Agree with this one. The refreshing thing about My Struggle is how Knausgaard fails to romanticize his life or fall in to cheap pessimism. Yes, he’s straightforward about what he considers to be the pleasures of his life, and he knows that his lifestyle has a certain hip cachet in Western societies, but he’s honest about what that life is and the costs that must be endured along with it. Many writers and readers could learn from this.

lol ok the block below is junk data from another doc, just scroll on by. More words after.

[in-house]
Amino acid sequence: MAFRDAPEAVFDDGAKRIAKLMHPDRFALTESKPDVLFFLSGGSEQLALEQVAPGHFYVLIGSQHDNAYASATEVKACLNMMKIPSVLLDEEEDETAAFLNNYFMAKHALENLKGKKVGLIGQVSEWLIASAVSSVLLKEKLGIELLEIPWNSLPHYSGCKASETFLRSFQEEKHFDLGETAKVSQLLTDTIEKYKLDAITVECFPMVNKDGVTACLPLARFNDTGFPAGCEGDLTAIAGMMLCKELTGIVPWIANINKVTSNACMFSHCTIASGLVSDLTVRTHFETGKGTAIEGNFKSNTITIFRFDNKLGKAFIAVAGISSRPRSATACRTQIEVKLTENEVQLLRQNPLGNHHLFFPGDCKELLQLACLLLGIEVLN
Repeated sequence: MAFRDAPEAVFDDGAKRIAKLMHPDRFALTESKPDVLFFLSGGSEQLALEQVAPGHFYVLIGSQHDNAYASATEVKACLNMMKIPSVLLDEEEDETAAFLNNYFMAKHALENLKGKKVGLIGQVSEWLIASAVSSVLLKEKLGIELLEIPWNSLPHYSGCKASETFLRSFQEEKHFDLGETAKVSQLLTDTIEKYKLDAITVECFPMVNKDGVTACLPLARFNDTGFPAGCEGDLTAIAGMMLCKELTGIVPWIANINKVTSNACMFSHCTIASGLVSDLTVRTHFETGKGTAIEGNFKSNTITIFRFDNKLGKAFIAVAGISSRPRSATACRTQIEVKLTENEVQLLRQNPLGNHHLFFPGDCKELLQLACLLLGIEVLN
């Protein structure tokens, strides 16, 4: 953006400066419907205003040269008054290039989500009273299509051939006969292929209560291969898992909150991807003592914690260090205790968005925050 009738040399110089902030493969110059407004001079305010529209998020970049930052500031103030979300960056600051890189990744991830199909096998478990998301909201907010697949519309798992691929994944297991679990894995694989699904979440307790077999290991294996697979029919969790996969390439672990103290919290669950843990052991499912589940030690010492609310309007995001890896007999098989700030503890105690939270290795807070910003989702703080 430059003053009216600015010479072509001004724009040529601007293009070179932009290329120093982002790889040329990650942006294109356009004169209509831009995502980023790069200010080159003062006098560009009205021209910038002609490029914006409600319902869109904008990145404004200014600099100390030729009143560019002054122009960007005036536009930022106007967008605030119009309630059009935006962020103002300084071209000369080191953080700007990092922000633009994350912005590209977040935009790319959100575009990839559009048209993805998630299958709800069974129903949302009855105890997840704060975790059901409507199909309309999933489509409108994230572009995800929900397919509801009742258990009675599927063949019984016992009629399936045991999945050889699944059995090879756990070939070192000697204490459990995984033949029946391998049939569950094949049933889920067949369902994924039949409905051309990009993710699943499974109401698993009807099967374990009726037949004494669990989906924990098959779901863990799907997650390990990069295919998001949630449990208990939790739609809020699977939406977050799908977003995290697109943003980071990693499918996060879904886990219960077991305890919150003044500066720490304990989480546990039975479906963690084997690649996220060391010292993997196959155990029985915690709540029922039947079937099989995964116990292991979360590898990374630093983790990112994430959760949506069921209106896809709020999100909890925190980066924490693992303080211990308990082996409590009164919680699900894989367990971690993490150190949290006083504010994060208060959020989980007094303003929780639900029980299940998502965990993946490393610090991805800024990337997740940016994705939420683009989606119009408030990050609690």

I also loved Karl Ove Knausgaard’s book “My Struggle” (Archipelago), which I reviewed at length in the magazine. I felt that the book didn’t get the attention it deserved. Was it a novel or a memoir, or something in between? Knausgaard has written five more volumes of whatever this book is, and these have made him famous and infamous in his native Norway (where it is reckoned that a fifth of the entire population has read him). So English-speaking readers are going to be able to make up their own minds, at their own speed, as these books appear over the next few years. Knausgaard tells the story, such as it is, of his childhood and adolescence, his marriage, his life as a father, husband, and son, and his desperate need to be a writer. The book is more like a dramatic essay than anything else, and the form allows Knausgaard room for digressions, reflections, asides. This is a book intensely hospitable to ideas, and it is thrilling to witness a properly grave and ironic mind, treating, in a theoretical and philosophical and yet fundamentally unshowy way (a massive difference between Knausgaard and certain show-offy American novelists, who always seem to be squeezing the juices of their obsessive fandom over their cultural subjects), all kinds of elements of life: having children, the working of memory, reading Adorno, playing guitar and drums in crappy rock bands, drinking too much, looking at Constable drawings, sex (good and bad), and death.